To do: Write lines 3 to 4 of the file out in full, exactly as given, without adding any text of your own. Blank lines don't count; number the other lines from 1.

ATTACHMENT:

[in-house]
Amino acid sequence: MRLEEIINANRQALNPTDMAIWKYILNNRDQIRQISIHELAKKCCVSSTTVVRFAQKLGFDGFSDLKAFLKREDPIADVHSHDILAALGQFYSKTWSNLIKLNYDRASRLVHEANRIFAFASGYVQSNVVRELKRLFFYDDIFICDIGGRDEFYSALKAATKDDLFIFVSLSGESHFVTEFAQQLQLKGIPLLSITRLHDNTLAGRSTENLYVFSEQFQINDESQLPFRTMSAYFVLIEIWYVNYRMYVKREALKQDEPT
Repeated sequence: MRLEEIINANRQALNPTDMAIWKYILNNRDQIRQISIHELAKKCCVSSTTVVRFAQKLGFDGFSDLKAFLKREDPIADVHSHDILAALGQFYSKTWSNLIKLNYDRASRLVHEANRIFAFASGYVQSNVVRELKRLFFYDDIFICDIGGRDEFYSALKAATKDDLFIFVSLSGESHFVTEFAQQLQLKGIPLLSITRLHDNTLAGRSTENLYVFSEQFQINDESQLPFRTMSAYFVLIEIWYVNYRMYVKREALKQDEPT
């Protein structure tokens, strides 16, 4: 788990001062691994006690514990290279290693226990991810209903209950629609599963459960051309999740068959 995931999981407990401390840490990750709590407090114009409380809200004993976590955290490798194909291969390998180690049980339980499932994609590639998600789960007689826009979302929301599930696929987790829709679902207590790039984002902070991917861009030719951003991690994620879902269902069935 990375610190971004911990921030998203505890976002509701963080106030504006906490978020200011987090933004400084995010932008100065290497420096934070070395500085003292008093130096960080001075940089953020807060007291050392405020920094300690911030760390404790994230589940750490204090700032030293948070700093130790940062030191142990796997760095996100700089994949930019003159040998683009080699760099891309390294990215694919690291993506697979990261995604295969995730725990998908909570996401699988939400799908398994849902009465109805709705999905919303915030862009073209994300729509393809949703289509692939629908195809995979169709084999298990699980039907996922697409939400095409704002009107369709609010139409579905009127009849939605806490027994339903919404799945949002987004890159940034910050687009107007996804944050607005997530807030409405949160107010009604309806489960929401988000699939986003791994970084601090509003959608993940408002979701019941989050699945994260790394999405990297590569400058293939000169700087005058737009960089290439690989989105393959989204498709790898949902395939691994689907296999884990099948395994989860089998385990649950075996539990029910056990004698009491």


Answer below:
Repeated sequence: MRLEEIINANRQALNPTDMAIWKYILNNRDQIRQISIHELAKKCCVSSTTVVRFAQKLGFDGFSDLKAFLKREDPIADVHSHDILAALGQFYSKTWSNLIKLNYDRASRLVHEANRIFAFASGYVQSNVVRELKRLFFYDDIFICDIGGRDEFYSALKAATKDDLFIFVSLSGESHFVTEFAQQLQLKGIPLLSITRLHDNTLAGRSTENLYVFSEQFQINDESQLPFRTMSAYFVLIEIWYVNYRMYVKREALKQDEPT
């Protein structure tokens, strides 16, 4: 788990001062691994006690514990290279290693226990991810209903209950629609599963459960051309999740068959 995931999981407990401390840490990750709590407090114009409380809200004993976590955290490798194909291969390998180690049980339980499932994609590639998600789960007689826009979302929301599930696929987790829709679902207590790039984002902070991917861009030719951003991690994620879902269902069935 990375610190971004911990921030998203505890976002509701963080106030504006906490978020200011987090933004400084995010932008100065290497420096934070070395500085003292008093130096960080001075940089953020807060007291050392405020920094300690911030760390404790994230589940750490204090700032030293948070700093130790940062030191142990796997760095996100700089994949930019003159040998683009080699760099891309390294990215694919690291993506697979990261995604295969995730725990998908909570996401699988939400799908398994849902009465109805709705999905919303915030862009073209994300729509393809949703289509692939629908195809995979169709084999298990699980039907996922697409939400095409704002009107369709609010139409579905009127009849939605806490027994339903919404799945949002987004890159940034910050687009107007996804944050607005997530807030409405949160107010009604309806489960929401988000699939986003791994970084601090509003959608993940408002979701019941989050699945994260790394999405990297590569400058293939000169700087005058737009960089290439690989989105393959989204498709790898949902395939691994689907296999884990099948395994989860089998385990649950075996539990029910056990004698009491």